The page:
Wednesday, July 20, 2011

Dubai murder-accused had Kiwi link |

Former Israeli diplomat to New Zealand Zev William Barkan leads a life akin to that of novelist Frederick Forsyth's Jackal – emerging from the shadows only to be named by authorities in connection with various crimes before again disappearing.

Barkan is still wanted in New Zealand as the alleged ringleader of an illegal passport scam in 2004; last year he was named as a suspect in the slaying of a Hamas operative in Dubai.

Barkan is one of 32 people Dubai police suspect as having a role in the killing of Mahmoud al-Mabhouh in a hotel room in the emirate in January 2010.

Four fake Australian passports were used by the team responsible for the killing.

That development came six years after Barkan fled New Zealand for Israel in the wake of a passport scam that caused a rift in New Zealand relations with the Jewish State. Two of his countrymen were arrested for stealing the identity of an Aucklander with cerebral palsy to fraudulently obtain a passport.

New Zealand imposed diplomatic sanctions against Israel and suspended high-level contacts between the two countries following the July 2004 passport fraud convictions of Israelis Uriel Zosha Kelman and Eli Cara. Speculation was that the men were Mossad agents.

New Zealand police allege Barkan was the one who actually tried to get the passport.

Tony Resnick, a former paramedic with St John Ambulance, was also believed to have been involved. He spent some time working in Israel and was a "person of interest" to police. He resigned from his job and left the country without warning in March 2004.

Barkan is also believed to have left New Zealand before Kelman and Cara were caught.

In reaction, then prime minister Helen Clark cancelled a planned visit to New Zealand in August by then Israeli president Moshe Katzav, delayed approval for a new Israeli ambassador to New Zealand, and said the case had "seriously strained our relationship".

A year later, Israeli foreign minister Silvan Shalom expressed sorrow, and said Israel would work to repair it. Dr Alon Liel, former director-general of the Israeli Foreign Ministry, said Israel had to protest the sanctions, "for if not, it's a silent admission that the two men worked for the Mossad".

Meanwhile, Kelman and Cara, who denied membership of Mossad but pleaded guilty to trying to enter the country illegally and working with organised criminal gangs, were sentenced to six months' jail.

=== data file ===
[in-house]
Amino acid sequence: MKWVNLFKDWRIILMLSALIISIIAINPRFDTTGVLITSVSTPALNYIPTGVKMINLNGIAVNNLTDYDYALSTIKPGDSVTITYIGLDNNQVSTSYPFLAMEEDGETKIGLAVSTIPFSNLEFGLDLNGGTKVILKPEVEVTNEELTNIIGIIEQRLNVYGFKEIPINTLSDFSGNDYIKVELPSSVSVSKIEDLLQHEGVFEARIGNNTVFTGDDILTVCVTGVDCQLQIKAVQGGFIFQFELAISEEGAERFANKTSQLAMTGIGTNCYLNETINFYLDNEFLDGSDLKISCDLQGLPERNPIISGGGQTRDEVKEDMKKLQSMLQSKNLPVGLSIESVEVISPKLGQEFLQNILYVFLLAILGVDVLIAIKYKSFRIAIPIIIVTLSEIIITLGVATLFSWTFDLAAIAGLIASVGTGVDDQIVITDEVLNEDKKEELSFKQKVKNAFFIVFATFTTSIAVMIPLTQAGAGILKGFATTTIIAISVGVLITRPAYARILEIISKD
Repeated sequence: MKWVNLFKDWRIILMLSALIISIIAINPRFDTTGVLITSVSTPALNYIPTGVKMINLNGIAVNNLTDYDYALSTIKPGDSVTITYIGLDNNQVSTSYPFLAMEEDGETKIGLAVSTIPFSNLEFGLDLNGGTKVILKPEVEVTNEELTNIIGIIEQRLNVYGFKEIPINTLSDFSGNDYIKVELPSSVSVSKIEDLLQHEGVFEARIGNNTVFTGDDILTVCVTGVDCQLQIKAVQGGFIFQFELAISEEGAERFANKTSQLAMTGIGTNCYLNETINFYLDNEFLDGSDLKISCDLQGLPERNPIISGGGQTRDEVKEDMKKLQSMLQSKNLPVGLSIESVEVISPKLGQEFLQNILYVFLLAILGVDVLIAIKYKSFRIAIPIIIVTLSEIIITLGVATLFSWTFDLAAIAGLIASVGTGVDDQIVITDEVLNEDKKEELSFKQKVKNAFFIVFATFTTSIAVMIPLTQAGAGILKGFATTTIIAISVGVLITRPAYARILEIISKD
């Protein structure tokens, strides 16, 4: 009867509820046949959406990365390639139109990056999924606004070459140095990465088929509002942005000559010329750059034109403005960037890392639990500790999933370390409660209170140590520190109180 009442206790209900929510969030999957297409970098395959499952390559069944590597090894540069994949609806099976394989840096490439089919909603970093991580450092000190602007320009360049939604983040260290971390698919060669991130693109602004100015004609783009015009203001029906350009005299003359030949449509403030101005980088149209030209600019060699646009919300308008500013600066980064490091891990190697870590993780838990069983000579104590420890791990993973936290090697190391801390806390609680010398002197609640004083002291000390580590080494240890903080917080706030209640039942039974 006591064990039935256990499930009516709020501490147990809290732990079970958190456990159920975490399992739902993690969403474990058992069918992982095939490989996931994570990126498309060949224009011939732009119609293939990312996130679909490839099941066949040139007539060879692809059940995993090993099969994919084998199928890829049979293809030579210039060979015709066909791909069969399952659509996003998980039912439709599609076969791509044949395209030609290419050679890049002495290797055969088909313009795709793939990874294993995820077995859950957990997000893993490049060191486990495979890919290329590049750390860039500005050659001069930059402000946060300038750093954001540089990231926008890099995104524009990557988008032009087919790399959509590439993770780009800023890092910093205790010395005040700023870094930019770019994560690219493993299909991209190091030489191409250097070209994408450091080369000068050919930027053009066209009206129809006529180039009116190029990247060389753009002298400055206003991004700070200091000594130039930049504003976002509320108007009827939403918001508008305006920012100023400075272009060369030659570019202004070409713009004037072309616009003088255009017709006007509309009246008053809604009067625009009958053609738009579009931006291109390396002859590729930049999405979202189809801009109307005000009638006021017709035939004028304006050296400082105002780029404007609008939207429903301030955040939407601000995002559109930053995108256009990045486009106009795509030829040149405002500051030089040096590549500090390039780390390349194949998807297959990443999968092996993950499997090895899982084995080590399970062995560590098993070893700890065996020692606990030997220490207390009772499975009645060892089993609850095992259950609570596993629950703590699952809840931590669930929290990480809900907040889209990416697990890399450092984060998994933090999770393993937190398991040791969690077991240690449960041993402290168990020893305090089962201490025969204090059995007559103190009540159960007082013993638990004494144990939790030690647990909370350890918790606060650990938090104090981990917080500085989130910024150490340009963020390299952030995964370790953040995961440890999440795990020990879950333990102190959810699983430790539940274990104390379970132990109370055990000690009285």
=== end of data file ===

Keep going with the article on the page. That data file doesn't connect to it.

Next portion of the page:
Cara, who visited New Zealand 24 times between October 2000 and March 2004, claims he was working as a travel agent.

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They were also ordered to pay reparation to a cerebral palsy charity because they tried to collect a passport in the name of a man with the condition. After serving three months they were deported.

Soon after the scandal broke in New Zealand, The Sydney Morning Herald reported Barkan, allegedly using a fraudulent Canadian passport, was possibly in North Korea.

The newspaper's source was quoted as a "New Zealand aid worker with intelligence connections in Asia".

The political strife and speculation deepened in early 2005 when it emerged Australia had secretly expelled a Canberra-based diplomat – described as a "consul" in Israel.

Several weeks later, in February, the expulsion was revealed in an Israeli newspaper, Ma'ariv.

The newspaper speculated there might have been some connection with the New Zealand passport case.

One of the official duties of the Canberra diplomat was to visit the two Israelis in prison in New Zealand, to provide them with diplomatic services, the paper said. The pair had also spent considerable time in Australia, where there was speculation that they might have been on a similar mission.

In between times, Barkan did not go to ground. He was named by Cambodian media a year after disappearing from New Zealand as, along with accomplices, running a studio making snuff and porn movies in the Mekong River town of Pen Yauin in Cambodia.

In a professional studio, girls from New Zealand and Australia – students and tourists – were lured into thinking they were to become movie stars.

At first they made porn films in studios in Phnom Phen behind a local bar before branching out into films of hangings and executions of city vagrants, followed by suicide films.

Almost six years later, the scandal would rear its head again when in December cables released by WikiLeaks said United States diplomats disparaged New Zealand's reaction to the suspected spy ring as a "flap" and accused New Zealand's government of grandstanding in order to sell more lamb to Arab countries.

US officials in Wellington told their colleagues in Washington that New Zealand had "little to lose" from the breakdown in diplomatic relations with Israel and was instead merely trying to bolster its exports to Arab states.

Claims the men were Mossad agents were not pursued in court, the US cable noted.

The cables revealed the US believed allegations the men were spies: "While Prime Minister Helen Clark would not confirm which service employed the men, she noted that if one were to lay espionage charges then one would have to be prepared to offer the kind of evidence in court which our intelligence agencies do not like coming forward to display.

"We [the US] have very strong grounds for believing these are Israeli intelligence agents," the cable said.

In the wake of Mahmoud al-Mabhouh's killing Australia expelled an official from the Israeli embassy.

The move was prompted by an investigation into how the Australian passports were used by the team that carried out the killing of the Hamas operative and confirmation the documents were forgeries.

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